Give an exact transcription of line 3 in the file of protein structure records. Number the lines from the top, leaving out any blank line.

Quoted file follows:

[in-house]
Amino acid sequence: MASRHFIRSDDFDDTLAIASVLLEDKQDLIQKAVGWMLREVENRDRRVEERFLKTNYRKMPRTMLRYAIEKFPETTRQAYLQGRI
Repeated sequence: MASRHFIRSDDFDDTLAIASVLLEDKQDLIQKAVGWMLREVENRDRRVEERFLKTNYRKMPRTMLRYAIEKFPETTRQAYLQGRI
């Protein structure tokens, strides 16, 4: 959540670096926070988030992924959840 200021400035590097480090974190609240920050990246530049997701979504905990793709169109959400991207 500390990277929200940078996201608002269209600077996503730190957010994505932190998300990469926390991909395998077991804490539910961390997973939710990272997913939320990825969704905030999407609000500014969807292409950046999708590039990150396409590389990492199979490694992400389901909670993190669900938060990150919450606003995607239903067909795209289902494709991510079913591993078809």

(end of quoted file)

Repeated sequence: MASRHFIRSDDFDDTLAIASVLLEDKQDLIQKAVGWMLREVENRDRRVEERFLKTNYRKMPRTMLRYAIEKFPETTRQAYLQGRI